But his proficiency in short-form cricket – he boasts a T20 strike rate of almost 125 per 100 balls faced in seven years with the Sydney Sixers in the KFC BBL, as opposed to 41 as a Shield opener – enabled him to markedly lift Tasmania's scoring rate with a deft mix of sweet timing and innovative flair.

That was despite him feeling surprisingly anxious, and forced into the unusual role of spectator while his teammates batted throughout day one.

"Even in Big Bash cricket I get a bit itchy down there (in middle-order)," he said.

"It was tough yesterday, and then there was a nightwatchman sent out so there was even more stress and nerves, I don't know why I was so nervous.

Tigers top order dominates day one

"It was just good to get out there and get a few away, and hopefully the floodgates can open from there and I can kick on."

Unused to waiting around with pads on at first-class level, Silk went to the wicket midway through the morning session just as the Tigers were looking to lift their scoring rate.

They had taken a cautious approach in the opening hour when day one century maker Ward and his interim partner Neil-Smith added just 27 runs from 15 disciplined over by the Bulls' bowlers.

But the tempo demonstrably changed after the first drinks break when Ward laced a textbook cover drive between two fielders purposely placed for that stroke, and Neil-Smith clubbed six and four from consecutive balls from left-arm spinner Matt Kuhnemann.

In the absence of leg spinner Mitchell Swepson, Queensland's leading wicket-taker in last summer's successful Shield campaign who is currently preparing for the T20 World Cup in the UAE and Oman, Kuhnemann sent down 51.2 overs for his 1-151.

Image Id: EF958806F441469287D429808574CDFA Image Caption: Left-arm finger spinner Matt Kuhnemann bowled 51.2 overs for Queensland // Getty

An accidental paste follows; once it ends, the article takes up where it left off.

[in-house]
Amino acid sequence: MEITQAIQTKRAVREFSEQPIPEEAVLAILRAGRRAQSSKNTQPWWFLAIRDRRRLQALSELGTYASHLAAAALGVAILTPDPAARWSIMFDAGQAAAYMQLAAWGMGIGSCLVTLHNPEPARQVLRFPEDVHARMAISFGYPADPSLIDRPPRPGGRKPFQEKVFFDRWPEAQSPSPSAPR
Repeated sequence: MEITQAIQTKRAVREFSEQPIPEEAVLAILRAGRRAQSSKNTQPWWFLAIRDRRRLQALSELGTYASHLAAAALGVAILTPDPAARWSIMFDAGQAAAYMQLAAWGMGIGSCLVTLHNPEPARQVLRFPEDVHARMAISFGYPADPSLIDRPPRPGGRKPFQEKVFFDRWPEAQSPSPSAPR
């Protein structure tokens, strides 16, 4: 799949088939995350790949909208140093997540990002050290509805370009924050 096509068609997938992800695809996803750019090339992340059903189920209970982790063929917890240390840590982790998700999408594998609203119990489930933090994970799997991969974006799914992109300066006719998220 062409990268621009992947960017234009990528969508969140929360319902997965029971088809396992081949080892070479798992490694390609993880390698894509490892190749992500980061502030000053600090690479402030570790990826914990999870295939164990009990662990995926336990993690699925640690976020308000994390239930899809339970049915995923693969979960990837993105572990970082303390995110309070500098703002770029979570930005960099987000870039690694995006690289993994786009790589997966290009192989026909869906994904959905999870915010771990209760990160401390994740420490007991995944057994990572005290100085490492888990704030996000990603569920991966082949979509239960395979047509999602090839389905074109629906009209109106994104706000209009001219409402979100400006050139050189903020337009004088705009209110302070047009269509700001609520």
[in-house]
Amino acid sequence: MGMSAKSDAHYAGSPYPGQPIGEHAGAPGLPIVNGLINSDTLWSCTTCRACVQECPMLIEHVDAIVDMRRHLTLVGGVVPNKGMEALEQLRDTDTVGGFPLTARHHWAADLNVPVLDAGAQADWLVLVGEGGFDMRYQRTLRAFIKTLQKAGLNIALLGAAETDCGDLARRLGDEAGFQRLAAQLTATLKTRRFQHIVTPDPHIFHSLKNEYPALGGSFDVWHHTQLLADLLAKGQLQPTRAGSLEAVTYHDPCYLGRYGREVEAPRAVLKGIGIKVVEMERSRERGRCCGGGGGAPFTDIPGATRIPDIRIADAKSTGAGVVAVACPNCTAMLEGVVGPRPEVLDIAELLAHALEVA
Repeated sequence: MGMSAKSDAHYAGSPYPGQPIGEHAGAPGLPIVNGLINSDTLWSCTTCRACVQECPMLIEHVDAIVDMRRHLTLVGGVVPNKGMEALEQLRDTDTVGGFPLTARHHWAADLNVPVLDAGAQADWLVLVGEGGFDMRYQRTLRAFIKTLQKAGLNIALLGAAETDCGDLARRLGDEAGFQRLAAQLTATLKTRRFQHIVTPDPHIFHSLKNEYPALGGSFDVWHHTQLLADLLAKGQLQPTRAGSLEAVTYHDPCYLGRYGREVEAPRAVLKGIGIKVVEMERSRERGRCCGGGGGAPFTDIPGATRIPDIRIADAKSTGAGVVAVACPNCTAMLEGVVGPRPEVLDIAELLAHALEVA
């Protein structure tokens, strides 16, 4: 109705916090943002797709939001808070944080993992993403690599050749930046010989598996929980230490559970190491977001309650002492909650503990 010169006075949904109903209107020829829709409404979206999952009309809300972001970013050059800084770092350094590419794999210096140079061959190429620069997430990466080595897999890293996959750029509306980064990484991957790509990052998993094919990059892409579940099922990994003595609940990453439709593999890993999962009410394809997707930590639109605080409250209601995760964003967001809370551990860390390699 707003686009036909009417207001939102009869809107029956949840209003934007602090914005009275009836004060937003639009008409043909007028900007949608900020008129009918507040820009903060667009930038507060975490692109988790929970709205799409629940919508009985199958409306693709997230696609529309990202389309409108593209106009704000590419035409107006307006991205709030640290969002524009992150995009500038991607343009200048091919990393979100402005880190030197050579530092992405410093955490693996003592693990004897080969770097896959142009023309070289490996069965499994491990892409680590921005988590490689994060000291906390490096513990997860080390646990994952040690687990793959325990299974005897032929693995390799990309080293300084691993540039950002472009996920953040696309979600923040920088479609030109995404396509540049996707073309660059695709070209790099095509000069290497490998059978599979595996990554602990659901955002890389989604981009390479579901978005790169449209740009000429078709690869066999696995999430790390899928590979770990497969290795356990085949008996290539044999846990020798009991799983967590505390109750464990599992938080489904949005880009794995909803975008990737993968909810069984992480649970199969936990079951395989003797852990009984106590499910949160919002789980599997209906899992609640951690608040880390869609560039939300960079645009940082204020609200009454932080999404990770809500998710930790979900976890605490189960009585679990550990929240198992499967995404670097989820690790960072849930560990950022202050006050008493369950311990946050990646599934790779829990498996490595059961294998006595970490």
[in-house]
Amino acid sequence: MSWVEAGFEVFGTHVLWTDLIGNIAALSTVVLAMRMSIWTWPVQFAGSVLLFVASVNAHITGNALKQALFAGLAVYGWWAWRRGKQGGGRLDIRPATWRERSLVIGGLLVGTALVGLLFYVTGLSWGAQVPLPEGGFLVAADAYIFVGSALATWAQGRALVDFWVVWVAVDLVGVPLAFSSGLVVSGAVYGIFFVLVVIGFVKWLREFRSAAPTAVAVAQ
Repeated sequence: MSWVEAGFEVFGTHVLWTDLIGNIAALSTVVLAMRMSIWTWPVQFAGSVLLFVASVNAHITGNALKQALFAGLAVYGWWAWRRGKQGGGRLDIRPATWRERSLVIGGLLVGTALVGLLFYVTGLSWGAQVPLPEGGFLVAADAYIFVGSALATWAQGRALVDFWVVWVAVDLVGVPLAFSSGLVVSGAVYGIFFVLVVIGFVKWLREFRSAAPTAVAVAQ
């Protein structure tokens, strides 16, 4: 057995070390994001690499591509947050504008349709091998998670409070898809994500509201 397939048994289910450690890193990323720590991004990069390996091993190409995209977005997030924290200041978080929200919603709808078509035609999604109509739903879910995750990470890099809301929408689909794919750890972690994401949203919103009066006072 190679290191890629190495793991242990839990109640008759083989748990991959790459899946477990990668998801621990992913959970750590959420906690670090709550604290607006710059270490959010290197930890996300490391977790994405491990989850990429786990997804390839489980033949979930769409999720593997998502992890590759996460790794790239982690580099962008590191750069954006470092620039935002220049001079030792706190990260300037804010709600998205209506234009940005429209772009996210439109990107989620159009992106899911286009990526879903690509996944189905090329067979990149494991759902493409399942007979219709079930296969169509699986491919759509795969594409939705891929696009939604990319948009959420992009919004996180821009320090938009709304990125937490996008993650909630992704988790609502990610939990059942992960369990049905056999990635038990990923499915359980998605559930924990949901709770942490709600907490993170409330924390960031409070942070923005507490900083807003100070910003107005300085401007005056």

Given the 25-year-old had bowled a total of 80 overs in his first-class career prior to this game, it was a huge ask in his fourth match, and the most deliveries (309) bowled by a Queenslander in the first innings of a Shield match since Ken 'Slasher' McKay's 40 eight-ball overs against NSW in Sydney in the first days of 1964.

So lacking in spiciness is the wicket block that has already hosted seven Shield centuries across four innings this season (at an average of 56 runs per wicket), Tasmania turned to the off-spin of Jarrod Freeman with the ball just six overs old this evening.

And it was with his 14th delivery – the ball after Burns had spanked an off-drive to the boundary – that he lured the deposed Test opener down the track only to slap a thigh-high catch to Neil-Smith set deep at mid-off.

Freeman might have added a second victim had he held a sharp caught and bowled chance off Street (on 47) in the shadow of stumps.

Image Id: DA5EAAD8ABFE48AFA03C54452D3D79E2 Image Caption: Bryce Street snared a maiden first-class wicket with his part-time mediums // Getty

Burns and Labuschagne both looked understandably rueful as they headed to the pavilion this evening, doubtless recognising they are unlikely to encounter more favourable batting conditions for the remainder of the summer.

The most graphic illustration of the task confronting bowlers came in the opening hour today when Ashes aspirant Michael Neser (2-60) was bowling at nightwatchman Neil-Smith (career batting average 23) with a ball barely 30 overs old.

Despite a blustering westerly breeze offering ideal conditions for outswing bowler to a right-hander, Neser employed just one catcher behind the wicket who was the gully fielder essentially saving a single.

By the time Kuhnemann was called back to the crease to begin his 50th over, the Bulls had six men on the boundary but were still unable to elicit a false stroke from Silk and his batting partner Mac Wright (25no from 22 balls).